Estonian Festival Orchestra

Batiashvili’s unexpected magic came in another short Kancheli piece, V&V, ethereally building on the extraordinary recorded voice of Georgian popular singer Hamlet Gonashvili.

David Nice - The Arts Desk

Staatskapelle Berlin – BBC Proms

"... the Georgian-born Lisa Batiashvili gave a muscular yet poetic account of Sibelius’s Violin Concerto (1903-4, revised 1905) (Prom 2), an ideal pairing with Elgar’s Symphony No 1, written at the same period: both questing works full of angst and melancholy."

Fiona Maddocks - The Guardian

Kölner Philharmonie

Lisa Batiashvili, die ein Instrument von Guarneri spielt, gestaltete die Einleitung ungemein seelenvoll, und die technischen Schwierigkeit des folgenden Satzes inklusive der Kadenz mit beängstigender Präzision. Wie sie den Bogen führte, mit unglaublichen klanglichen Nuancen phrasierte, hatte Klasse.

Bernhard Hartmann, General-Anzeiger

Royal Concertgebougw Orchestra in London

Take the opener, Prokofiev’s Violin Concerto No.2. This piece can so easily be milked for its adrenaline-fuelled thrills. What we got here, however, was a surprisingly delicate performance, memorable above all for the icy whisperings of the middle movement. That had a lot to do with the superb soloist, Georgian violinist Lisa Batiashvili, who adapted her tone to the music’s every whim.

Hannah Nepil, Financial Times

About Tchaikovsky’s Violin Concerto

It is a tribute to Barenboim, and particularly to the musicianship of Lisa Batiashvili, that the excellence of her performance of Tchaikovsky’s violin concerto was far from overshadowed by the Elgar that followed. Batiashvili’s playing had all the mix of gutsy grandeur and soaring lines the piece demands, with the details never blurred even in the tearaway finale, while the interplay between soloist and orchestra was of a very special order.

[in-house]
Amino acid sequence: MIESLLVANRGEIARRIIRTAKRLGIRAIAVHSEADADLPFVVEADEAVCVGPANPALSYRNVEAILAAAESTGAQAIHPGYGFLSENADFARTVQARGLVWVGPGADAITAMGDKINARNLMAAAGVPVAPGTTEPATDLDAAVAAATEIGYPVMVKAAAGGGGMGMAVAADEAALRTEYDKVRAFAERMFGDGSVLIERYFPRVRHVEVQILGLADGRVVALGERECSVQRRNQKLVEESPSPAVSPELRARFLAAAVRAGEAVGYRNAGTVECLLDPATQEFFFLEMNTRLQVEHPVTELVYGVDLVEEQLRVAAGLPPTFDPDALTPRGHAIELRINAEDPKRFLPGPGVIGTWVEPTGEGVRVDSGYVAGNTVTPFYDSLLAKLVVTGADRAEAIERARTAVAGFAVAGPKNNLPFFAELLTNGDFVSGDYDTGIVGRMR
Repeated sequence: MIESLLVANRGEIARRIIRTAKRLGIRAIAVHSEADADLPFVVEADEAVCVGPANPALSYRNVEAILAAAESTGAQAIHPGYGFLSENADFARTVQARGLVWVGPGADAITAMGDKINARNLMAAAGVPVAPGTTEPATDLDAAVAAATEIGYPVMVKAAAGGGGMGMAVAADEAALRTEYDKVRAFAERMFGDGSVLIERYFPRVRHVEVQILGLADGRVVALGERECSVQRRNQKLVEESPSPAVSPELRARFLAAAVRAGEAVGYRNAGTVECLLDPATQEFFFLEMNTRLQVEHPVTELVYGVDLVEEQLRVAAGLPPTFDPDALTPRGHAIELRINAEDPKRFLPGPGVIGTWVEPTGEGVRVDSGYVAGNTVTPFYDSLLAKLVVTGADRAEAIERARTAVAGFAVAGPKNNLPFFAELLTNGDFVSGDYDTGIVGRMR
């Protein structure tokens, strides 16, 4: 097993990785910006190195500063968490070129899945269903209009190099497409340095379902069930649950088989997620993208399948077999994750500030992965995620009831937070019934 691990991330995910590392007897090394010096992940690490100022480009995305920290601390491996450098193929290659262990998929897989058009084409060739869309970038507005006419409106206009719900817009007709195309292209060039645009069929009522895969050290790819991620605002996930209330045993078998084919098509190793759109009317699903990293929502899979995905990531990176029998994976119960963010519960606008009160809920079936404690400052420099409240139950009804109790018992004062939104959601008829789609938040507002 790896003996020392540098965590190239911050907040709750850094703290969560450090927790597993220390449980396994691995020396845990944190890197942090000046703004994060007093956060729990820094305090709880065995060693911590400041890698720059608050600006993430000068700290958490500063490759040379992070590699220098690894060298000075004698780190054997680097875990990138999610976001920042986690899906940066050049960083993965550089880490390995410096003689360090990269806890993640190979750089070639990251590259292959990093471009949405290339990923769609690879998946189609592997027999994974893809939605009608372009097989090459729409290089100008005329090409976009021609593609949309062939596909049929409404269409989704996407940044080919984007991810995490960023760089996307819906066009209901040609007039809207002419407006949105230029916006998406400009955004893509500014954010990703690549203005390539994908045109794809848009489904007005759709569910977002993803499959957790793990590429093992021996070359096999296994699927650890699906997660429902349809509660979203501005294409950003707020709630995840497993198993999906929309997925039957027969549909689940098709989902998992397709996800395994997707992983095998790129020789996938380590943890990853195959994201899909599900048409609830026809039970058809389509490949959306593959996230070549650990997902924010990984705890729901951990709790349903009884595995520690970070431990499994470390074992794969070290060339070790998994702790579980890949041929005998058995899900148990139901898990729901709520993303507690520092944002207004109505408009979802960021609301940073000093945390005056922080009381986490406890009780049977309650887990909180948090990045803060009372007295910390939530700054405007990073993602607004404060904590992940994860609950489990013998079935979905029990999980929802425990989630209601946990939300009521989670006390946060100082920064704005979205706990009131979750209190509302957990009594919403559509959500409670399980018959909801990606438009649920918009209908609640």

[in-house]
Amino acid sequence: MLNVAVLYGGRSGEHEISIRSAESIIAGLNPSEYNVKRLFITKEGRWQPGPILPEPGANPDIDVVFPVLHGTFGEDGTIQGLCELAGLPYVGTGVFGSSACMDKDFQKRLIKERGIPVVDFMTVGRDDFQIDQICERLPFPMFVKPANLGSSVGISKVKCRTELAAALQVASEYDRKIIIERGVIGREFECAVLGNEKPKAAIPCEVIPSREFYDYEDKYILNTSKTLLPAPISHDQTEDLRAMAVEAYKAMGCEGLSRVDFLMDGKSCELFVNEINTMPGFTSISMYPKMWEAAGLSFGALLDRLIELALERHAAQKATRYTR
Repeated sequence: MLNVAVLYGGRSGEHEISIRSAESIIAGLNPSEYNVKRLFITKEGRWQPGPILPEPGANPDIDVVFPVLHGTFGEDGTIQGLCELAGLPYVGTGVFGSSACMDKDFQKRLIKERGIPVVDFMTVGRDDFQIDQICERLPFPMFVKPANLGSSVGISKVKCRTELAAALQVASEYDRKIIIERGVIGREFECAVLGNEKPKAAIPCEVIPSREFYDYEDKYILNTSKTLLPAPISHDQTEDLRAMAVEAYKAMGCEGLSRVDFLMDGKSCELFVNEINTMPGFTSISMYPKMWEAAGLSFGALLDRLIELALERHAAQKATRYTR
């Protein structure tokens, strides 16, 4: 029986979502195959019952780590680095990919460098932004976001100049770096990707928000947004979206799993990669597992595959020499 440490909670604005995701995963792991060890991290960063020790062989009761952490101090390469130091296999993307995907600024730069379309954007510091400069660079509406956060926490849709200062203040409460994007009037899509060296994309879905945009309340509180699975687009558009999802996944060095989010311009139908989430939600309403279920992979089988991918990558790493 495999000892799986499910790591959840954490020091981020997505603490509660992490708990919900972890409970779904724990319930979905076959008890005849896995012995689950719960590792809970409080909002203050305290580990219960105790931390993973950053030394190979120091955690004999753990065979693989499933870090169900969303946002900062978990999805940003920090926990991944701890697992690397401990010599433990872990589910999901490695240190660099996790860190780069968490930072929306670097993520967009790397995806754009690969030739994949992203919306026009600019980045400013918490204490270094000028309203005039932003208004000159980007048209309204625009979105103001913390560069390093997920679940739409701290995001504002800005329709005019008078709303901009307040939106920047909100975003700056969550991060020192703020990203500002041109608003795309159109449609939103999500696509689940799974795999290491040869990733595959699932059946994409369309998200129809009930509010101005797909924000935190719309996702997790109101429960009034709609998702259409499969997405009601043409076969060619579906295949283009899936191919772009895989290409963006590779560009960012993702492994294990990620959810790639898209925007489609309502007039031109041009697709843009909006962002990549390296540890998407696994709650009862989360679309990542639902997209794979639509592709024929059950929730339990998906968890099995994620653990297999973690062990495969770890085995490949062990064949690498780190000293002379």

Martin Kettle, The Guardian

Tchaikovsky & Sibelius with Barenboim and the Staatskapelle Berlin

She’s a dreamy-sounding, inward soloist at the start, shaping the melodies with care yet propelling them forward – this mammoth work has rarely seemed so concise.

Erica Jeal, The Guardian

General Press

A superlative performance by the young Georgian violinist Lisa Batiashvili. There was no vanity in her playing, just an elegantly expressive virtuosity which went to the heart of this work, and her sound was ideally focused for the difficult acoustic. Her encore made a welcome break from the usual Bach/Kreisler routine: a Georgian song-and-dance by Sulkhan Tsintsadze, charmingly arranged for violin and orchestra by her father Tamas Batiashvili.

The Independent

Reviews from the USA Tour

“Batiashvili received a thunderous ovation, one of the longest and most enthusiastic accorded a downtown soloist in recent seasons.”

The Classical Review

About Brahms

This performance is lively and warm, partly thanks to Batiashvili [the concerto's electrifying soloist on this CD], who sets the dominant tone in her darkly sensuous opening line . . . throughout Batiashvili remains herself: less showy than some but deeply responsive to the music's inner workings and its colours. The range of hues summoned within her long phrasings is wondrously wide, each one delicately applied. The slow movement, the concerto's singing heart, is tender without being sentimental... Here is the sort of thoughtful reading that makes you fall in love with the concerto all over again.

The Times, 01/2013

Highly-Acclaimed Beethovenfest

Die Geigerin spielt ihren Part mit einem schlanken Ton, dessen Schönheit einer starken sinnlichen Komponente nicht entbehrt...

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